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**Wien's displacement law** states that
in a black-body radiation, the wavelength with the maximum
intensity
is inversely proportional to the temperature of the black body.
The wavelength distribution of black body radiation at any temperature
has the same "shape" except that each wavelength is displaced on the graph.

wavelength_{max}* Temperature = b

- wavelength
_{max}- wavelength with the greatest intensity. - Temperature - absolute temperature of the black body.
- b -
**Wien's displacement constant**: 2.8977685 × 10^{-3}m K

In principle, this formula is used to determine the temperature of distant bodies such as stars. In practice, typically more of the spectral energy distribution is evaluated to confirm the determined temperature, and complications such as EMR from different portions (e.g., layers) at different temperatures require accommodation.

Of note is that both the above constant and even the location of the peak
depend upon the energy density *per unit of wavelength* of the EMR.
An energy density *per unit frequency* produces a different EMR peak,
i.e., a frequency_{max} that does *not* directly correspond to the
wavelength_{max} above. This latter peak is also directly
proportional to the black-body temperature, but the constant of
proportionality used in this case must not only accommodate the
Planck constant, but this different type of peak.
The energy density distribution
can also be taken according to other units, (such as *log wavelength*,
or *wavelength squared*) and other means of characterizing the distribution
have been used, such as the median of the energy distribution or
the average photon energy, any of which has a constant of proportionality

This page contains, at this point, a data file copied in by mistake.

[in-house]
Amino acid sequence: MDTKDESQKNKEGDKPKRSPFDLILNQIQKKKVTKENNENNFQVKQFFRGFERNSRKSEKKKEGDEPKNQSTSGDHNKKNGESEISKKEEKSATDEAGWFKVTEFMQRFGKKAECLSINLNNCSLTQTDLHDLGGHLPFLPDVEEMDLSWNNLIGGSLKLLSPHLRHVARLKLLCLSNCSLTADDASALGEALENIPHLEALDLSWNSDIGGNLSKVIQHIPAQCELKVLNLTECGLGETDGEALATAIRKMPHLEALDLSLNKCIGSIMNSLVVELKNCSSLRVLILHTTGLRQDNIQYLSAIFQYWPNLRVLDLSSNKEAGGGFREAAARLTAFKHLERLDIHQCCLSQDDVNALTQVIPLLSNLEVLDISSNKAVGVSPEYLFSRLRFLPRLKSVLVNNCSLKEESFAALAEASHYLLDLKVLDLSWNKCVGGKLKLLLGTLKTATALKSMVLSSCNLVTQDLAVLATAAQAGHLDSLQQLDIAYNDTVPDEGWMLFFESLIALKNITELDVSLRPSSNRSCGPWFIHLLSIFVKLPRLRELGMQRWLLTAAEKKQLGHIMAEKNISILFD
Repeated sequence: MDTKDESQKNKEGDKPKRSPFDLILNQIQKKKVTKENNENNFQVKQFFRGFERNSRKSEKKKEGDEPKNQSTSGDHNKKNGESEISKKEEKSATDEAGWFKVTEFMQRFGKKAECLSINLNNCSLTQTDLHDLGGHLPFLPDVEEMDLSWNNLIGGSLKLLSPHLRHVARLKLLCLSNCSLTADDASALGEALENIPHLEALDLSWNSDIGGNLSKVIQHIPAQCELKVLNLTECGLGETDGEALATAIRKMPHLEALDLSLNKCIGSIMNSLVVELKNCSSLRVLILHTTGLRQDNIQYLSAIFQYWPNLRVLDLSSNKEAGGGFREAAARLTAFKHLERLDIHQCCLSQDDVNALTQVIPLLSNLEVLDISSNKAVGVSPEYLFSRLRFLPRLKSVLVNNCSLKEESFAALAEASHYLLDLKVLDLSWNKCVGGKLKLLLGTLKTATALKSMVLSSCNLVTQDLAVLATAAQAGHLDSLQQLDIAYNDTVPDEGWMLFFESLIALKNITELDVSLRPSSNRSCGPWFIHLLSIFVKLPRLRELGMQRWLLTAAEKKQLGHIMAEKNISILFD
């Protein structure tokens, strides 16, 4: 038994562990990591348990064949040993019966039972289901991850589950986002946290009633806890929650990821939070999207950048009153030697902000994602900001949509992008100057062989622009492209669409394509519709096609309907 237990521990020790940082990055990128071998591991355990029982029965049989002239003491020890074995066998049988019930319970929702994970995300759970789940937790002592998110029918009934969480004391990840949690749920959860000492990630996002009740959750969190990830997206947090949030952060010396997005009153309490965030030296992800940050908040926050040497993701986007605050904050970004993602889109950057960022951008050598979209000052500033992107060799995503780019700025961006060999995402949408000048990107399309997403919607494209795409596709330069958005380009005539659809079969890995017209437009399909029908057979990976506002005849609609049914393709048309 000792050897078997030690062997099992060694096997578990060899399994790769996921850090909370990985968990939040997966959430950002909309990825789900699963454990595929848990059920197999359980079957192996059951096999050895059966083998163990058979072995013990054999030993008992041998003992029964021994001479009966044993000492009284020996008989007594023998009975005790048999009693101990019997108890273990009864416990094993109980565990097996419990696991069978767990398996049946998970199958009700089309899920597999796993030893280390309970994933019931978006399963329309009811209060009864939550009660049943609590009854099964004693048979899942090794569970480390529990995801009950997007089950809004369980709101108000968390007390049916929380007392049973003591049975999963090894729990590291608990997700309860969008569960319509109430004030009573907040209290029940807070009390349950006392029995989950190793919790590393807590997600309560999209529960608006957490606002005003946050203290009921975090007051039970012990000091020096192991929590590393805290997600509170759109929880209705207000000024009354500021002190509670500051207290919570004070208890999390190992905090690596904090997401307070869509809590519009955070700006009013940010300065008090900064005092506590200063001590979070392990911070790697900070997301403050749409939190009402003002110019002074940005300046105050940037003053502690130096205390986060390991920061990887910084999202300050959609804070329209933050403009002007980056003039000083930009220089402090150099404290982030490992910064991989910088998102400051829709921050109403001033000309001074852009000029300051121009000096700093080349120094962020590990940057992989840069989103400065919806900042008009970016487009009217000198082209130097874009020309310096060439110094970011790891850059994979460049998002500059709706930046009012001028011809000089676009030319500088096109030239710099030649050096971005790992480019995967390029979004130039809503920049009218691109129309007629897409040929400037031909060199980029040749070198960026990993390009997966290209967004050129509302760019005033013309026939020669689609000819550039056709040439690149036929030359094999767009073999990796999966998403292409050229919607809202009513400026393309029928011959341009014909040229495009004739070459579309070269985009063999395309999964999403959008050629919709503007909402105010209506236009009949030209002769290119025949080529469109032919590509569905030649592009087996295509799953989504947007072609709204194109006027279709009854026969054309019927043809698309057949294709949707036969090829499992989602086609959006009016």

for a version of *Wien's displacement law*. A particular type of
instrument's sensitivity and resolution may be oriented to one of
these (wavelength versus frequency, etc.).
Alternate constants (using the above formula with temperature and wavelength):

- For peak of distribution over frequency: 5.10 × 10
^{-3}K m - For peak of distribution over log of frequency or wavelength: 3.67 × 10
^{-3}K m

Some example peaks:

temperature | distribution by wavelength | distribution by frequency | distribution by log | band |

0.0285 K | 1 m 294 MHz | 1.8 m 1.68 MHz | 1.29 m 233 MHz | radio |

2.725 K | 1.06 mm 282 GHz | 1.87 mm 160 GHz | 1.34 mm 222 GHz | microwave |

273.15 K | 10 μm 28 THz | 18 μm 16 THz | 13 μm 22 THz | mid infrared |

300 K | 9.66 μm 31 THz | 17 μm 17 THz | 12.2 μm 24.5 THz | mid infrared |

6000 K | 483 nm 621 THz | 850 nm 353 THz | 612 nm 490 THz | visible light |

100,000 K | 29 nm 10.3 PHz | 51 nm 5.8 PHz | 37 nm 8.2 PHz | extreme ultraviolet |

1,000,000 K | 2.9 nm 103 PHz | 5.1 nm 58 PHz | 3.7 nm 82 PHz | X-ray |

http://en.wikipedia.org/wiki/Wien%27s_displacement_law

angular power spectrum

black-body radiation

infrared (IR)

stellar temperature determination